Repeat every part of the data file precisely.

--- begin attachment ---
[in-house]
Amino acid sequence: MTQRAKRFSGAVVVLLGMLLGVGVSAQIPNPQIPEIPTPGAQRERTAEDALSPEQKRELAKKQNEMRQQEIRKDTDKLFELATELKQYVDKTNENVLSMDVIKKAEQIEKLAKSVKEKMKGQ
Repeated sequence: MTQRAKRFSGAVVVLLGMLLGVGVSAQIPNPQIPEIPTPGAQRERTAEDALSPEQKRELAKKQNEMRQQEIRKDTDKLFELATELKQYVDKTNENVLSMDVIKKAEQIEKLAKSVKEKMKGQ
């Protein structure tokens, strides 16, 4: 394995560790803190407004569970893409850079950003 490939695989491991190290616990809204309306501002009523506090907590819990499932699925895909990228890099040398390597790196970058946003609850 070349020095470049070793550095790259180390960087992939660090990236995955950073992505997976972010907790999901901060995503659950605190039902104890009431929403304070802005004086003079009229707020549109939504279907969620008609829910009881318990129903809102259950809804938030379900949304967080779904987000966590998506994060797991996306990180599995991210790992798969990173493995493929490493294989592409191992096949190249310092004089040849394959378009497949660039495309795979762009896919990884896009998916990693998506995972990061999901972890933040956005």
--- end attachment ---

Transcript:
[in-house]
Amino acid sequence: MTQRAKRFSGAVVVLLGMLLGVGVSAQIPNPQIPEIPTPGAQRERTAEDALSPEQKRELAKKQNEMRQQEIRKDTDKLFELATELKQYVDKTNENVLSMDVIKKAEQIEKLAKSVKEKMKGQ
Repeated sequence: MTQRAKRFSGAVVVLLGMLLGVGVSAQIPNPQIPEIPTPGAQRERTAEDALSPEQKRELAKKQNEMRQQEIRKDTDKLFELATELKQYVDKTNENVLSMDVIKKAEQIEKLAKSVKEKMKGQ
């Protein structure tokens, strides 16, 4: 394995560790803190407004569970893409850079950003 490939695989491991190290616990809204309306501002009523506090907590819990499932699925895909990228890099040398390597790196970058946003609850 070349020095470049070793550095790259180390960087992939660090990236995955950073992505997976972010907790999901901060995503659950605190039902104890009431929403304070802005004086003079009229707020549109939504279907969620008609829910009881318990129903809102259950809804938030379900949304967080779904987000966590998506994060797991996306990180599995991210790992798969990173493995493929490493294989592409191992096949190249310092004089040849394959378009497949660039495309795979762009896919990884896009998916990693998506995972990061999901972890933040956005």